Hockeymetrics: Getting to Know Alex Goligoski From an Advanced Statistics POV

Goose with his new defensive partner, Robi.

To start this off, I'm going to be talking about Alex Goligoski's high GVT rating.

I know what you're thinking. What the hell is GVT?

If you've ever heard Sabermetricians talk about Wins Above Replacement (WAR), well, Goals Versus Threshold (GVT) is is the hockey equivalent. The guys at Behind The Net put together a 10 part FAQ on advanced hockey statistics back in October of 2009 and included an explanation in the 10th and final part of the series.

GVT was developed by Tom Awad (links to his methodology are located in the aforementioned BTN link). In a nutshell, here's what it measures.

THE METHOD

A player's GVT value is the sum of three things: his Offensive Goals Versus Average (OGVT), his Defensive Goals Versus Threshold (DGVT), and his Goaltending Goals Versus Threshold (GGVT). In recent years, with the introduction of the shootout in the NHL, a fourth component, Shootout Goals Versus Threshold (SGVT), has been added. Each of these factors is calculated independently. However, before calculating any GVT values, we must first estimate ice time.

As you can see, the common denominator in this metric is goals. Tom points out that this metric is not intended to measure ability or intangibles, so keep that in mind as you look as this spreadsheet.

Still, check out the stats after the jump.

Rank NAME TEAM GP G/GAA A/GA Pts/SA +-/Sv OGIT DIT RPM Val OG Val D Val S Total GVT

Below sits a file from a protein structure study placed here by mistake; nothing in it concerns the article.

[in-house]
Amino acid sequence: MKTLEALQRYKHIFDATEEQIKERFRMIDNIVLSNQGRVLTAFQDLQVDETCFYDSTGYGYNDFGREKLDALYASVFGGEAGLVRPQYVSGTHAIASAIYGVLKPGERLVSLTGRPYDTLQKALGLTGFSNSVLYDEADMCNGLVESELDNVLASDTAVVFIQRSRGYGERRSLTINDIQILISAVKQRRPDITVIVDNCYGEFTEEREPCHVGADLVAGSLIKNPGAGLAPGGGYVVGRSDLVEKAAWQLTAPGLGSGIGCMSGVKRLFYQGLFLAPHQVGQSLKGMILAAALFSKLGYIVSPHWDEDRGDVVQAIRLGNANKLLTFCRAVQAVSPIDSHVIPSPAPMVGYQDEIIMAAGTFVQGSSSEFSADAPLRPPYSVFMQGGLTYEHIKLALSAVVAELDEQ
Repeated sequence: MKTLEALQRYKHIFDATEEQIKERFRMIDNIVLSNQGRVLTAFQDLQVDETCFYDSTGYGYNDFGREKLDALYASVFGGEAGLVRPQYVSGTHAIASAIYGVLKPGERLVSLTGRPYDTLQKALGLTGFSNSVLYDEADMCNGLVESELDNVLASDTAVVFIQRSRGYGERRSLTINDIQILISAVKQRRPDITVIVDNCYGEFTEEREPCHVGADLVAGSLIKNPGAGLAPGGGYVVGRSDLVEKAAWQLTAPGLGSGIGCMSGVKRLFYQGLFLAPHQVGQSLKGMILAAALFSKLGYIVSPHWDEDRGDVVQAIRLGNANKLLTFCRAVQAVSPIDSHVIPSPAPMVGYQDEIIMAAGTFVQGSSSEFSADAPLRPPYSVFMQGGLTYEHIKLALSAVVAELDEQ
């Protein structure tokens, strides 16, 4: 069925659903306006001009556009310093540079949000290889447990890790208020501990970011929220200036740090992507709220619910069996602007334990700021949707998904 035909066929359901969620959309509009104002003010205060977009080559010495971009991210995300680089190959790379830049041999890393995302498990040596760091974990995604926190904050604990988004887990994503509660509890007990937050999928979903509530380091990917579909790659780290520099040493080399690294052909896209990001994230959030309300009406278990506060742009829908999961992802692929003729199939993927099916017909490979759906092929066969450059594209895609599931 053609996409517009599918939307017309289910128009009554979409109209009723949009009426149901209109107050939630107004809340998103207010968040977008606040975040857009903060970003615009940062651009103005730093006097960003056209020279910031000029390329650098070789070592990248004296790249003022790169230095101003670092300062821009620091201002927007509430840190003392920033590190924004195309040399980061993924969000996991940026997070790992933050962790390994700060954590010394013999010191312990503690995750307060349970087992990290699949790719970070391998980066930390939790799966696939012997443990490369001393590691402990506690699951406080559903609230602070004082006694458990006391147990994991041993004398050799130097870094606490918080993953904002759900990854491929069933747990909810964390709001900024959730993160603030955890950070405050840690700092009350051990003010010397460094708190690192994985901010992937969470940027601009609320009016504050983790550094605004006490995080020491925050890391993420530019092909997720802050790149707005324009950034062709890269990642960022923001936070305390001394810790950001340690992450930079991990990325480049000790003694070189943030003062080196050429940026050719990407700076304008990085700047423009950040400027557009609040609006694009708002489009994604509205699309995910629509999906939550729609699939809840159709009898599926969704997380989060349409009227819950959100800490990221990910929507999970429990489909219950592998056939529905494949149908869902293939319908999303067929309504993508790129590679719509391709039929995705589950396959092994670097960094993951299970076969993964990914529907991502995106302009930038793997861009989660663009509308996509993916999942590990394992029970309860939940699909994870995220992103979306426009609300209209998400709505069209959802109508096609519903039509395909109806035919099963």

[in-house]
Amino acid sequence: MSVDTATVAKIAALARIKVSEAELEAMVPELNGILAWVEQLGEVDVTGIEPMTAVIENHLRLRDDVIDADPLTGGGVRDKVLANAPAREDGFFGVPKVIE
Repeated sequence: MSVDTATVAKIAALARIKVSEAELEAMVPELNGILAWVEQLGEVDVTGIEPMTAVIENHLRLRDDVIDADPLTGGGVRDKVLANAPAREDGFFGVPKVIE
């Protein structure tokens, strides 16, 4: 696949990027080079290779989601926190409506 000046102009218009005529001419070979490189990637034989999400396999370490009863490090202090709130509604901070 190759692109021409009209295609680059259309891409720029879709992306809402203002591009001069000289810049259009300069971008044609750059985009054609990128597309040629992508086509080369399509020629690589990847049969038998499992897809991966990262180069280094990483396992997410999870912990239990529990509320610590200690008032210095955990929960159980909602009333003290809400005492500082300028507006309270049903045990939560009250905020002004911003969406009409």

1 Kris Letang PIT 62 8 37 45 15 37.5 32.2 10.3 7.7 5.7 0.6 14
2 Nicklas Lidstrom DET 60 12 36 48 3 35 31.1 -1 9.3 3.1 0 12.3
3 Keith Yandle PHX 62 9 43 52 1 38.9 27.9 0.2 9.7 2.5 0 12.2
4 Dustin Byfuglien ATL 61 18 27 45 -4 38.1 28 8.8 9.4 3 -0.5 11.9
5 Tobias Enstrom ATL 55 8 37 45 -2 36.9 27.6 9.7 8.1 3 0 11.1
6 Lubomir Visnovsky ANA 60 9 37 46 4 39.4 29.9 14.1 7.4 4 -0.3 11.1
7 Alex Pietrangelo STL 56 7 26 33 12 28.5 26.4 14.7 5.8 5 0 10.8
8 Shea Weber NSH 60 12 25 37 7 35.4 30.9 2.7 6.1 4.5 0 10.5
9 Brent Burns MIN 58 14 21 35 -2 31.5 30.8 -1.9 6.7 3.1 0 9.9
10 Christian Ehrhoff VAN 58 10 27 37 12 33.8 25.7 1.2 6.3 3.2 0 9.5
11 Alex Goligoski PIT/DAL 60 9 22 31 20 31.9 25.5 17.1 4.6 5.1 -0.3 9.5
12 Drew Doughty LAK 54 8 22 30 12 33.5 31.5 8 3.6 6 -0.3 9.4
13 Dan Boyle SJS 62 6 31 37 -8 40.9 35.1 -6.7 4.2 4.2 0.5 9
14 John-Michael Liles COL 61 6 33 39 -7 31.6 24.3 3.8 6.9 2 0 8.9
15 Tomas Kaberle TOR 58 3 35 38 -2 35.3 23.2 7.6 5.2 3.9 -0.3 8.8
16 Jordan Leopold BUF 59 11 21 32 -6 29.1 31.1 -3.3 6 2.7 -0.3 8.4
17 John Carlson WSH 61 5 19 24 17 30.9 29.3 12.6 2.2 5.7 0 7.9
18 Niklas Kronwall DET 60 10 19 29 6 25.6 26 1.7 5.1 2.8 0 7.9
19 Brent Seabrook CHI 60 4 29 33 0 31.2 30.4 -3.9 4.6 3.1 0 7.8
20 Toni Lydman ANA 57 3 19 22 26 24.2 32.6 27 2.3 5.8 -0.3 7.8
21 Dan Girardi NYR 60 3 22 25 6 28.4 34.8 -0.8 2.7 4.9 0 7.5
22 Kevin Bieksa VAN 57 6 13 19 26 23.5 28.3 13.4 2.1 5.3 0 7.4
23 Kimmo Timonen PHI 60 3 24 27 19 34.2 32.8 3.5 2.1 4.7 0.5 7.4
24 Zdeno Chara BOS 60 10 21 31 20 33.4 32.4 1 4.7 2.9 -0.3 7.3
25 Duncan Keith CHI 60 5 27 32 -1 34.2 32.6 -5 3.9 3.3 0 7.2
26 Matt Carle PHI 60 1 25 26 23 24.4 25.3 8.4 3.5 3.5 0 7
27 Marc Staal NYR 62 7 16 23 8 29.8 32.1 3.5 2.4 4.9 -0.3 7
28 Jack Johnson LAK 60 5 34 39 -8 37.7 28 -10.4 5.1 2.8 -1 6.9
29 Roman Hamrlik MTL 58 4 22 26 0 26.9 28.2 -0.5 3.3 3.6 0 6.8
30 Cody Franson NSH 58 8 14 22 4 18.5 16.8 1.9 4.3 2.2 0.3 6.7
31 Victor Hedman TBL 59 3 19 22 1 22.5 27.2 5 2.8 3.7 0.1 6.5
32 Andrej Meszaros PHI 59 4 16 20 22 22.9 26 8.1 2.4 4 0 6.4